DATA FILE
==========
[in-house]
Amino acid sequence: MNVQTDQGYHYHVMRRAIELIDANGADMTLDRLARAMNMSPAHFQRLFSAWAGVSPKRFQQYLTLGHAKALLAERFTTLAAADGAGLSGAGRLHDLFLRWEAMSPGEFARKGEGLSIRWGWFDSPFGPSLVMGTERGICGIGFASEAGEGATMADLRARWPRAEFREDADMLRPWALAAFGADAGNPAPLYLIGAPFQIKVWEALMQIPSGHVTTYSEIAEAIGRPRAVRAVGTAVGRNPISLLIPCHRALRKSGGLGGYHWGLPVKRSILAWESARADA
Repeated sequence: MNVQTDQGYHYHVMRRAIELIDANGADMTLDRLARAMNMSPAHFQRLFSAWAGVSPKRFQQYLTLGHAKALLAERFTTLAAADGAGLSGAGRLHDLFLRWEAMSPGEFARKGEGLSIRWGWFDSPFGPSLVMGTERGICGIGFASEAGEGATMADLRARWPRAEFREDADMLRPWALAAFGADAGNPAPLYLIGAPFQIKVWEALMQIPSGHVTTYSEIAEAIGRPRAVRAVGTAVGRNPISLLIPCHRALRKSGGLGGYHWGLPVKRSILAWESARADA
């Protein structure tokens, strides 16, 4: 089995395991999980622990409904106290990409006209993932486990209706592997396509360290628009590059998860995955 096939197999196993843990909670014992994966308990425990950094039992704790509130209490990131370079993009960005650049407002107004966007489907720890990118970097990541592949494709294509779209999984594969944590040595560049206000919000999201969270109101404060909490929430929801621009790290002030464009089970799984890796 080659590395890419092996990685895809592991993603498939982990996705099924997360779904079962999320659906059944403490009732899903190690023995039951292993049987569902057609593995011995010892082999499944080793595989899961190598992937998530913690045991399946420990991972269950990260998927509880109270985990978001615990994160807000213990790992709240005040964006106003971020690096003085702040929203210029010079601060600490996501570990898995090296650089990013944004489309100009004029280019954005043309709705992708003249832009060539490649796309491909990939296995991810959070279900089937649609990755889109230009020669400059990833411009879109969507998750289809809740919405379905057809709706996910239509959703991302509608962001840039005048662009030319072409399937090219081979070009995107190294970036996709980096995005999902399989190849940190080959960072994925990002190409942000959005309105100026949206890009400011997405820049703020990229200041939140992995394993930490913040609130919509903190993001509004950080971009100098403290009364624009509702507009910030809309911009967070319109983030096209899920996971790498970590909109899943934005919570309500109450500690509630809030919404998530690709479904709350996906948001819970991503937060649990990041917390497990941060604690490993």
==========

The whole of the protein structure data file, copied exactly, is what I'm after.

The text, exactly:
[in-house]
Amino acid sequence: MNVQTDQGYHYHVMRRAIELIDANGADMTLDRLARAMNMSPAHFQRLFSAWAGVSPKRFQQYLTLGHAKALLAERFTTLAAADGAGLSGAGRLHDLFLRWEAMSPGEFARKGEGLSIRWGWFDSPFGPSLVMGTERGICGIGFASEAGEGATMADLRARWPRAEFREDADMLRPWALAAFGADAGNPAPLYLIGAPFQIKVWEALMQIPSGHVTTYSEIAEAIGRPRAVRAVGTAVGRNPISLLIPCHRALRKSGGLGGYHWGLPVKRSILAWESARADA
Repeated sequence: MNVQTDQGYHYHVMRRAIELIDANGADMTLDRLARAMNMSPAHFQRLFSAWAGVSPKRFQQYLTLGHAKALLAERFTTLAAADGAGLSGAGRLHDLFLRWEAMSPGEFARKGEGLSIRWGWFDSPFGPSLVMGTERGICGIGFASEAGEGATMADLRARWPRAEFREDADMLRPWALAAFGADAGNPAPLYLIGAPFQIKVWEALMQIPSGHVTTYSEIAEAIGRPRAVRAVGTAVGRNPISLLIPCHRALRKSGGLGGYHWGLPVKRSILAWESARADA
């Protein structure tokens, strides 16, 4: 089995395991999980622990409904106290990409006209993932486990209706592997396509360290628009590059998860995955 096939197999196993843990909670014992994966308990425990950094039992704790509130209490990131370079993009960005650049407002107004966007489907720890990118970097990541592949494709294509779209999984594969944590040595560049206000919000999201969270109101404060909490929430929801621009790290002030464009089970799984890796 080659590395890419092996990685895809592991993603498939982990996705099924997360779904079962999320659906059944403490009732899903190690023995039951292993049987569902057609593995011995010892082999499944080793595989899961190598992937998530913690045991399946420990991972269950990260998927509880109270985990978001615990994160807000213990790992709240005040964006106003971020690096003085702040929203210029010079601060600490996501570990898995090296650089990013944004489309100009004029280019954005043309709705992708003249832009060539490649796309491909990939296995991810959070279900089937649609990755889109230009020669400059990833411009879109969507998750289809809740919405379905057809709706996910239509959703991302509608962001840039005048662009030319072409399937090219081979070009995107190294970036996709980096995005999902399989190849940190080959960072994925990002190409942000959005309105100026949206890009400011997405820049703020990229200041939140992995394993930490913040609130919509903190993001509004950080971009100098403290009364624009509702507009910030809309911009967070319109983030096209899920996971790498970590909109899943934005919570309500109450500690509630809030919404998530690709479904709350996906948001819970991503937060649990990041917390497990941060604690490993």